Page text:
Democratic San Francisco District Attorney Kamala Harris officially claimed victory as California's new attorney general Tuesday. It was a thin margin of victory: less than 1 percent.
Cooley conceded last week but Harris wanted to wait until all the votes were in.
"One does not have to run from their convictions when they choose to run for office," said Harris.
As she spoke, the attorney general's office was trying to stop a court-ordered inmate reduction that the state believes is too much, too soon.
Harris made prison reform one of her main campaign issues. She condemns the recidivism rate of 70 percent. It is the highest in the nation of inmates committing new crimes and returning to prison.
Would she represent the state in trying to block the court order to ease overcrowding?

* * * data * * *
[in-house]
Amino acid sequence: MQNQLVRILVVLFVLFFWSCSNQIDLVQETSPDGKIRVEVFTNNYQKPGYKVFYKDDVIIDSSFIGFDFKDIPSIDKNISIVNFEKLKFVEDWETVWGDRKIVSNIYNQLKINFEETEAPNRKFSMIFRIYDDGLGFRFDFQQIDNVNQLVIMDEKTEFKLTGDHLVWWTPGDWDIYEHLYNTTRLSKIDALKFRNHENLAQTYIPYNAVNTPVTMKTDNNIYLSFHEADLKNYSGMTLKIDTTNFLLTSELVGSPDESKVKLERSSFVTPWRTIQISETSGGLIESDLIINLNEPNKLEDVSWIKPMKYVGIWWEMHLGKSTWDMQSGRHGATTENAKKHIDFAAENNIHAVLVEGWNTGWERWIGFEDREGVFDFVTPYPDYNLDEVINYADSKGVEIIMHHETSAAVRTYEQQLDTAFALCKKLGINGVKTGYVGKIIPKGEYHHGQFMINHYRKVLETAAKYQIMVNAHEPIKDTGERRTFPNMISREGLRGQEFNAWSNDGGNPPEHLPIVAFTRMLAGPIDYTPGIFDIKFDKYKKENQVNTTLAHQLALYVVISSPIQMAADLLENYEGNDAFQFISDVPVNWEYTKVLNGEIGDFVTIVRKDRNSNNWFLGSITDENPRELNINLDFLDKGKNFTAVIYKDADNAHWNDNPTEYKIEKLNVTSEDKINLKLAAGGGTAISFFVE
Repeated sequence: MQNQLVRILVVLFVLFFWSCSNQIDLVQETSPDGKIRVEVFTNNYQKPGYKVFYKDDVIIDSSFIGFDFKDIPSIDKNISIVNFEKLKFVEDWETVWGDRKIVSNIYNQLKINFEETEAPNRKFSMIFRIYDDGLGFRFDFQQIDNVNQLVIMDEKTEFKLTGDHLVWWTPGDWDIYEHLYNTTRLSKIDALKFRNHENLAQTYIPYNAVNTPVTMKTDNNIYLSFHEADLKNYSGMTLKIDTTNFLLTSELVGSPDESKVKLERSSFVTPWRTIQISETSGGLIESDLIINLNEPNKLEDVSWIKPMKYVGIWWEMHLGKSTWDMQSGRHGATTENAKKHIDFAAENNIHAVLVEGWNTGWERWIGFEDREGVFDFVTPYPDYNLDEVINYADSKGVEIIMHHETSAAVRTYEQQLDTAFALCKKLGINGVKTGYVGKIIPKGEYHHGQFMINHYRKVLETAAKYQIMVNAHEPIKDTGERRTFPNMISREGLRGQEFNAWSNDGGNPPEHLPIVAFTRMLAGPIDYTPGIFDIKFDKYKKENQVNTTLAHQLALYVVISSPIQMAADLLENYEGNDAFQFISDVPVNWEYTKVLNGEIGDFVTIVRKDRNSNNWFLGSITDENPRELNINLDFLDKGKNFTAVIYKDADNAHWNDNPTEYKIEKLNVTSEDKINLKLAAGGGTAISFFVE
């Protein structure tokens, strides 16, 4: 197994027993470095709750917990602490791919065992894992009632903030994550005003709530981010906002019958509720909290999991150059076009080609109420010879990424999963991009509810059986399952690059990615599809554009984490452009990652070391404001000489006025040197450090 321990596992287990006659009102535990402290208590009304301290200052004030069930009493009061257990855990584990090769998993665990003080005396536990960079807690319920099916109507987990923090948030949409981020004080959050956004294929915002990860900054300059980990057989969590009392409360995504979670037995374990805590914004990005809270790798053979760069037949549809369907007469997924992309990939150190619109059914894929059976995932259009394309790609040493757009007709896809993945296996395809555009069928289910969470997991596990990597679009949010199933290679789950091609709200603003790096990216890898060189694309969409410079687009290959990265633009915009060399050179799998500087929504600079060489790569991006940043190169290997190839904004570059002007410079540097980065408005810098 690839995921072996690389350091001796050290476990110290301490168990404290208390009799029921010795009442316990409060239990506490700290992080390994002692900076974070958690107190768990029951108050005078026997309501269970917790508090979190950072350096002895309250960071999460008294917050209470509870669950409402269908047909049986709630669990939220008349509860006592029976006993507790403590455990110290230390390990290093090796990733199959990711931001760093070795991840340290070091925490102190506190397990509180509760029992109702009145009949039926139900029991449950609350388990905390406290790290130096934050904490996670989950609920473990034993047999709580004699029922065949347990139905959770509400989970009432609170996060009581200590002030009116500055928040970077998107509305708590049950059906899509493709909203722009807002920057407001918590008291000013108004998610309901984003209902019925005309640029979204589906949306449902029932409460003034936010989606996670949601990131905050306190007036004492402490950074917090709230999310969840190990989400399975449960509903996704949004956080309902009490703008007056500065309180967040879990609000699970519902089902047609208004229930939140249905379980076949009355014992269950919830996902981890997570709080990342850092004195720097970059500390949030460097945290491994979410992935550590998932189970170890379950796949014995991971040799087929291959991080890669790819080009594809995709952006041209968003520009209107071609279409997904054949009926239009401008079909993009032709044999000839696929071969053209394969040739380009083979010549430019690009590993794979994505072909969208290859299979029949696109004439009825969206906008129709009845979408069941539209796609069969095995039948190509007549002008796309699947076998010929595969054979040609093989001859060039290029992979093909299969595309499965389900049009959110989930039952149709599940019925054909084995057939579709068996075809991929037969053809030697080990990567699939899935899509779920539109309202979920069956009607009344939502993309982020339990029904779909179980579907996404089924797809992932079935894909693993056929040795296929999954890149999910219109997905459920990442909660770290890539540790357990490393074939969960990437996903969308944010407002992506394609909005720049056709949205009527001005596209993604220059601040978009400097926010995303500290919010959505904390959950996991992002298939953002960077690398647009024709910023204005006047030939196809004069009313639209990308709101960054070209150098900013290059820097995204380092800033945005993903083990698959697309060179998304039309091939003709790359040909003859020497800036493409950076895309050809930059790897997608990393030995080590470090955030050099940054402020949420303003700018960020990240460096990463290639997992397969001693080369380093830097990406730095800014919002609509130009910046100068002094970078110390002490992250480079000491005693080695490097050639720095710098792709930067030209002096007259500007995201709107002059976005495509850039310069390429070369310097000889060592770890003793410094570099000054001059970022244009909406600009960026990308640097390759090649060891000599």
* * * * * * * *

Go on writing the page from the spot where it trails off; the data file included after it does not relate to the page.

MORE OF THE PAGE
"I have to actually read these documents. And until I read these documents, I'm not going to opine with any conviction, because I'm a lawyer, and I actually like to read briefs," said Harris.
Harris has said she opposes the pre-release of prisoners held by the state. She would not have fought the original order. She has condemned the system for failing and says it needs programs to keep inmates from returning to prison.
"The point that is being argued before the court illustrates it very well," said Harris. "It is foolish of us to think that we can continue doing business as we have been doing."
Just by her being the new attorney general, it won't be business as usual.
She has the bully pulpit as the attorney general-elect. As of January 3, she'll have both the power and responsibility to fulfill her campaign promises.